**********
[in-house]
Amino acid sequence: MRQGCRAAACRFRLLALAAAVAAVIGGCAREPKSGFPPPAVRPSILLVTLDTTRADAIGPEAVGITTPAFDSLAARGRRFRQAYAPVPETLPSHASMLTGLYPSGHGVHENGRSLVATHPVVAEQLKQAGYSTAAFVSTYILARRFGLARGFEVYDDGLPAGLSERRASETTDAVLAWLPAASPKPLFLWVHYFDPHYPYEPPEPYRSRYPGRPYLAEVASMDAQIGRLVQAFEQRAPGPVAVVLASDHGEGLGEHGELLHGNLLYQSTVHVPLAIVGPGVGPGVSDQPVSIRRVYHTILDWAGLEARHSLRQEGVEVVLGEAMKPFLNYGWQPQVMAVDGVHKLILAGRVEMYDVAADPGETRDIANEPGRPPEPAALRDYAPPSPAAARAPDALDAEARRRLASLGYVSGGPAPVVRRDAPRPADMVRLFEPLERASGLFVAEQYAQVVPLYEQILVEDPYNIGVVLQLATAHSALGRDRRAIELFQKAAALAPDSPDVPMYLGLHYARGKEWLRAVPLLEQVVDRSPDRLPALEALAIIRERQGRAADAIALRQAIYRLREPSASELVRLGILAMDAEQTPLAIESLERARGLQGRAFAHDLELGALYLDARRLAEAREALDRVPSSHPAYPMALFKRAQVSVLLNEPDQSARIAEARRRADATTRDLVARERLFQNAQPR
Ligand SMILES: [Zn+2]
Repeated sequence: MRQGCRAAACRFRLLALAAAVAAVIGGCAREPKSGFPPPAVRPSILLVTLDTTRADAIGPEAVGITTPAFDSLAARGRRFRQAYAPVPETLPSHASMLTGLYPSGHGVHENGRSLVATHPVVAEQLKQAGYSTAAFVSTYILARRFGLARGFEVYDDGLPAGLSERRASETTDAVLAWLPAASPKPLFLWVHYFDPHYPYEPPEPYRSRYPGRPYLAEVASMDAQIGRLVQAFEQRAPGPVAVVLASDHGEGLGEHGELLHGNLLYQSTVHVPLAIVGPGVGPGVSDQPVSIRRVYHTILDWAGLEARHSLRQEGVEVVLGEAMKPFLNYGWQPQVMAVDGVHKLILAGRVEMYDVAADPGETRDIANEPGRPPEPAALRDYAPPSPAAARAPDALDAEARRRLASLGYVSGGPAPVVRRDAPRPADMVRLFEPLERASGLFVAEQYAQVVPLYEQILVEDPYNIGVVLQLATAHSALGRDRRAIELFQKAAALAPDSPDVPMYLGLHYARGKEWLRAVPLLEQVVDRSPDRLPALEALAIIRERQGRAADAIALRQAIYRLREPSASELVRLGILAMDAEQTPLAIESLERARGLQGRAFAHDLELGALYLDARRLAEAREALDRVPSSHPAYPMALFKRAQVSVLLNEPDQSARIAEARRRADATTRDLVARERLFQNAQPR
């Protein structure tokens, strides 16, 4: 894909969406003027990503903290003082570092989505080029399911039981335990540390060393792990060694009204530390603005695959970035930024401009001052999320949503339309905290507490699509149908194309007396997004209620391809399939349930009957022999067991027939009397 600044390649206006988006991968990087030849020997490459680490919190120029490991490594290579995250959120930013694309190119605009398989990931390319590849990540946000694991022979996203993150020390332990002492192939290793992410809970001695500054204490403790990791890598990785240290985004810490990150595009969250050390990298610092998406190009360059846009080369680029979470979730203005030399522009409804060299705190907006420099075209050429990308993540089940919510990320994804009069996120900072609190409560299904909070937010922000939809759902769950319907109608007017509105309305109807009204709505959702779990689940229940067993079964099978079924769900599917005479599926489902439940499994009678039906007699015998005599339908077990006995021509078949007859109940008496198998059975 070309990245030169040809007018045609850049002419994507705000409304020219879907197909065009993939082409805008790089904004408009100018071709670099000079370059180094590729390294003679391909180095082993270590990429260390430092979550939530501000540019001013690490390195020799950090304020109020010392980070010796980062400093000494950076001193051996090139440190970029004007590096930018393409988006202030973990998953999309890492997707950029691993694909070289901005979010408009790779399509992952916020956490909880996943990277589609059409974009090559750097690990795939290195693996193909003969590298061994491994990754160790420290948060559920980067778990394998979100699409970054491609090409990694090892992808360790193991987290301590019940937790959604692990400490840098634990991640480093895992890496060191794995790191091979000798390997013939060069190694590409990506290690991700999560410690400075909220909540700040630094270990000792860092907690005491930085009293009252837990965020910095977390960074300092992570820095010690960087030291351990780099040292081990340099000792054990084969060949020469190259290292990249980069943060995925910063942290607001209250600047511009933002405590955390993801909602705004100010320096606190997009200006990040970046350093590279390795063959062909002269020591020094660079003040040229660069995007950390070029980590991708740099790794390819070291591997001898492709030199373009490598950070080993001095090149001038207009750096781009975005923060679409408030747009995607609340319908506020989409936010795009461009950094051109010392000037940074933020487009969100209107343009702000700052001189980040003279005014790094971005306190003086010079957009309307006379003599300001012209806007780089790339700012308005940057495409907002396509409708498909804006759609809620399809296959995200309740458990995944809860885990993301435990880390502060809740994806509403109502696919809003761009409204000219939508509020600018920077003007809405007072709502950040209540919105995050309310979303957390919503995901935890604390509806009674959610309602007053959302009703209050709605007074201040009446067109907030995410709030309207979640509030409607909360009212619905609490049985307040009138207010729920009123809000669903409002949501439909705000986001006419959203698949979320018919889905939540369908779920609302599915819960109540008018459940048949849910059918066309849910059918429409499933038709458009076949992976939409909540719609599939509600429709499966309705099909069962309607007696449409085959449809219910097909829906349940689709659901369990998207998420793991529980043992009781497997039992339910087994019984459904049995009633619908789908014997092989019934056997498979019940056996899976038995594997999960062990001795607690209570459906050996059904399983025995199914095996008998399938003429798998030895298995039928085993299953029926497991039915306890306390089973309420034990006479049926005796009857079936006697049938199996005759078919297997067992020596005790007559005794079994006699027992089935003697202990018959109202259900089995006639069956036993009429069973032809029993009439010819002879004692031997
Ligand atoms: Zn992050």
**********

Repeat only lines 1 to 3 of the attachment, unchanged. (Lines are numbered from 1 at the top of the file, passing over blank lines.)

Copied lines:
[in-house]
Amino acid sequence: MRQGCRAAACRFRLLALAAAVAAVIGGCAREPKSGFPPPAVRPSILLVTLDTTRADAIGPEAVGITTPAFDSLAARGRRFRQAYAPVPETLPSHASMLTGLYPSGHGVHENGRSLVATHPVVAEQLKQAGYSTAAFVSTYILARRFGLARGFEVYDDGLPAGLSERRASETTDAVLAWLPAASPKPLFLWVHYFDPHYPYEPPEPYRSRYPGRPYLAEVASMDAQIGRLVQAFEQRAPGPVAVVLASDHGEGLGEHGELLHGNLLYQSTVHVPLAIVGPGVGPGVSDQPVSIRRVYHTILDWAGLEARHSLRQEGVEVVLGEAMKPFLNYGWQPQVMAVDGVHKLILAGRVEMYDVAADPGETRDIANEPGRPPEPAALRDYAPPSPAAARAPDALDAEARRRLASLGYVSGGPAPVVRRDAPRPADMVRLFEPLERASGLFVAEQYAQVVPLYEQILVEDPYNIGVVLQLATAHSALGRDRRAIELFQKAAALAPDSPDVPMYLGLHYARGKEWLRAVPLLEQVVDRSPDRLPALEALAIIRERQGRAADAIALRQAIYRLREPSASELVRLGILAMDAEQTPLAIESLERARGLQGRAFAHDLELGALYLDARRLAEAREALDRVPSSHPAYPMALFKRAQVSVLLNEPDQSARIAEARRRADATTRDLVARERLFQNAQPR
Ligand SMILES: [Zn+2]